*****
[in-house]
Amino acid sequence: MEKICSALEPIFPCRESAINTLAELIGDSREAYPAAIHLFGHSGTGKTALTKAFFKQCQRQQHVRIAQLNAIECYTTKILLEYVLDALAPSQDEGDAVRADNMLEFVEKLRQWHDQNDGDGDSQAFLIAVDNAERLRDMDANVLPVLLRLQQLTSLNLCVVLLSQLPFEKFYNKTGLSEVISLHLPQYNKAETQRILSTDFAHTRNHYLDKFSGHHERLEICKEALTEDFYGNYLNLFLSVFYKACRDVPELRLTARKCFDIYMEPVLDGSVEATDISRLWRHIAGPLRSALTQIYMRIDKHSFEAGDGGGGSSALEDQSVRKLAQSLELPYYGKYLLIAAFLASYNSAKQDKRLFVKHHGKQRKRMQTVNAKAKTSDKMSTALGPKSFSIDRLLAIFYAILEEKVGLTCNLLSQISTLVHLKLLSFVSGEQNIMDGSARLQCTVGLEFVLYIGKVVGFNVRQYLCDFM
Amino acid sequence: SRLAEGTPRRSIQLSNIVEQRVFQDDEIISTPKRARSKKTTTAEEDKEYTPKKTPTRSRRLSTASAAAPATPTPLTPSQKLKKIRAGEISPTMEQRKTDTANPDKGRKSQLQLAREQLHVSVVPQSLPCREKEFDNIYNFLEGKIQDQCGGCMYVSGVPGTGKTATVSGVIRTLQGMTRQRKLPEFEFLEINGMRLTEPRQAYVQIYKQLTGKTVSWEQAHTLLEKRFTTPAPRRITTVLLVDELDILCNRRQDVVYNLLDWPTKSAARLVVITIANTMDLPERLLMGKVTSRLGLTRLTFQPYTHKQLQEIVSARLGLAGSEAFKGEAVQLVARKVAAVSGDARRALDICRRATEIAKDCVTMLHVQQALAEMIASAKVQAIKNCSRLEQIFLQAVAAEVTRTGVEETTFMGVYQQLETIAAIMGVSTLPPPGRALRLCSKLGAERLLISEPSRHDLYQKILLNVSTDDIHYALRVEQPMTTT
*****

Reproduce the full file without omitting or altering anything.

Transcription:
[in-house]
Amino acid sequence: MEKICSALEPIFPCRESAINTLAELIGDSREAYPAAIHLFGHSGTGKTALTKAFFKQCQRQQHVRIAQLNAIECYTTKILLEYVLDALAPSQDEGDAVRADNMLEFVEKLRQWHDQNDGDGDSQAFLIAVDNAERLRDMDANVLPVLLRLQQLTSLNLCVVLLSQLPFEKFYNKTGLSEVISLHLPQYNKAETQRILSTDFAHTRNHYLDKFSGHHERLEICKEALTEDFYGNYLNLFLSVFYKACRDVPELRLTARKCFDIYMEPVLDGSVEATDISRLWRHIAGPLRSALTQIYMRIDKHSFEAGDGGGGSSALEDQSVRKLAQSLELPYYGKYLLIAAFLASYNSAKQDKRLFVKHHGKQRKRMQTVNAKAKTSDKMSTALGPKSFSIDRLLAIFYAILEEKVGLTCNLLSQISTLVHLKLLSFVSGEQNIMDGSARLQCTVGLEFVLYIGKVVGFNVRQYLCDFM
Amino acid sequence: SRLAEGTPRRSIQLSNIVEQRVFQDDEIISTPKRARSKKTTTAEEDKEYTPKKTPTRSRRLSTASAAAPATPTPLTPSQKLKKIRAGEISPTMEQRKTDTANPDKGRKSQLQLAREQLHVSVVPQSLPCREKEFDNIYNFLEGKIQDQCGGCMYVSGVPGTGKTATVSGVIRTLQGMTRQRKLPEFEFLEINGMRLTEPRQAYVQIYKQLTGKTVSWEQAHTLLEKRFTTPAPRRITTVLLVDELDILCNRRQDVVYNLLDWPTKSAARLVVITIANTMDLPERLLMGKVTSRLGLTRLTFQPYTHKQLQEIVSARLGLAGSEAFKGEAVQLVARKVAAVSGDARRALDICRRATEIAKDCVTMLHVQQALAEMIASAKVQAIKNCSRLEQIFLQAVAAEVTRTGVEETTFMGVYQQLETIAAIMGVSTLPPPGRALRLCSKLGAERLLISEPSRHDLYQKILLNVSTDDIHYALRVEQPMTTT